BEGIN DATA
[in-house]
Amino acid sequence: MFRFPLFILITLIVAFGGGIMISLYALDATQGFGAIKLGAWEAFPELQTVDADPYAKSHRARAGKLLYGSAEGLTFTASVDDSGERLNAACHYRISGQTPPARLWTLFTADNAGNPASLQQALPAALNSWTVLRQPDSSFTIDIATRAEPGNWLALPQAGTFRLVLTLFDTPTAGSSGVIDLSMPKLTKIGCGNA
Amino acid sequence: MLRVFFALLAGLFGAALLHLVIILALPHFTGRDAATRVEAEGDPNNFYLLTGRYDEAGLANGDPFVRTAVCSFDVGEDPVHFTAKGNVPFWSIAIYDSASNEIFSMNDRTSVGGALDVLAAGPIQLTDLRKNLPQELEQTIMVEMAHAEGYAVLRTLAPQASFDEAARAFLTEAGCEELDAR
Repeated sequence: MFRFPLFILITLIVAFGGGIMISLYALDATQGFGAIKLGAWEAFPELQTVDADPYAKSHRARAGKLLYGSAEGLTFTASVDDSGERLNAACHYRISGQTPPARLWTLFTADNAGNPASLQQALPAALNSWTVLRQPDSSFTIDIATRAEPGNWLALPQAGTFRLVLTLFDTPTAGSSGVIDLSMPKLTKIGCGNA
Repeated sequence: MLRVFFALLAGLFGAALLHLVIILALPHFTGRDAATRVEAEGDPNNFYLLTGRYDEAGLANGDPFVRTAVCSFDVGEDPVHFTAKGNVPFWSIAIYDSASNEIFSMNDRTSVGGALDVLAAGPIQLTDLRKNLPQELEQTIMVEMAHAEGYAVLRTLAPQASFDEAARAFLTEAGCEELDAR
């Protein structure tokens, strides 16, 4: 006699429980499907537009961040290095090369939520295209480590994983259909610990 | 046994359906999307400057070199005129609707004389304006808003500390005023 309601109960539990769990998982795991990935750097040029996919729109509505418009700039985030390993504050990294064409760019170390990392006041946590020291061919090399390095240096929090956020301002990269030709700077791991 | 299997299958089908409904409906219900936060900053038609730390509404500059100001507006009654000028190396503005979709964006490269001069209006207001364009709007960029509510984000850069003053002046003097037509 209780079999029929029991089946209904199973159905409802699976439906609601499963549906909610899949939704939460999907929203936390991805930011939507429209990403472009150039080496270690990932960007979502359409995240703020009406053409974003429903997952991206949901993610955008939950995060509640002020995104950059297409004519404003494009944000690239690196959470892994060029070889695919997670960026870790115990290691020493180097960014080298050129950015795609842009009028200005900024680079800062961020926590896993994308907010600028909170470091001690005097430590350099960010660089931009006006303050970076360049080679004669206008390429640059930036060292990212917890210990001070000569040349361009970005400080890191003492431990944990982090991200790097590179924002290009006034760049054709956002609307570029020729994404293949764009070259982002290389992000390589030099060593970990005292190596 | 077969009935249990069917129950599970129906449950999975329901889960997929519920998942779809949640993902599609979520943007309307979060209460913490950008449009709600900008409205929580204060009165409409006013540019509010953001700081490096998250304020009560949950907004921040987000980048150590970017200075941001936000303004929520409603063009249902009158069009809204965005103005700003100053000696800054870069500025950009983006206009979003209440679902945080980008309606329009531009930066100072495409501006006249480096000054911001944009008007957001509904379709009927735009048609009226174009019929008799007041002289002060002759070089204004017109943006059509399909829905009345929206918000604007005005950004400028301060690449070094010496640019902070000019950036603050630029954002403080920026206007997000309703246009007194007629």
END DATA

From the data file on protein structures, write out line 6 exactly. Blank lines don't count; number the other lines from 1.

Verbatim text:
């Protein structure tokens, strides 16, 4: 006699429980499907537009961040290095090369939520295209480590994983259909610990 | 046994359906999307400057070199005129609707004389304006808003500390005023 309601109960539990769990998982795991990935750097040029996919729109509505418009700039985030390993504050990294064409760019170390990392006041946590020291061919090399390095240096929090956020301002990269030709700077791991 | 299997299958089908409904409906219900936060900053038609730390509404500059100001507006009654000028190396503005979709964006490269001069209006207001364009709007960029509510984000850069003053002046003097037509 209780079999029929029991089946209904199973159905409802699976439906609601499963549906909610899949939704939460999907929203936390991805930011939507429209990403472009150039080496270690990932960007979502359409995240703020009406053409974003429903997952991206949901993610955008939950995060509640002020995104950059297409004519404003494009944000690239690196959470892994060029070889695919997670960026870790115990290691020493180097960014080298050129950015795609842009009028200005900024680079800062961020926590896993994308907010600028909170470091001690005097430590350099960010660089931009006006303050970076360049080679004669206008390429640059930036060292990212917890210990001070000569040349361009970005400080890191003492431990944990982090991200790097590179924002290009006034760049054709956002609307570029020729994404293949764009070259982002290389992000390589030099060593970990005292190596 | 077969009935249990069917129950599970129906449950999975329901889960997929519920998942779809949640993902599609979520943007309307979060209460913490950008449009709600900008409205929580204060009165409409006013540019509010953001700081490096998250304020009560949950907004921040987000980048150590970017200075941001936000303004929520409603063009249902009158069009809204965005103005700003100053000696800054870069500025950009983006206009979003209440679902945080980008309606329009531009930066100072495409501006006249480096000054911001944009008007957001509904379709009927735009048609009226174009019929008799007041002289002060002759070089204004017109943006059509399909829905009345929206918000604007005005950004400028301060690449070094010496640019902070000019950036603050630029954002403080920026206007997000309703246009007194007629």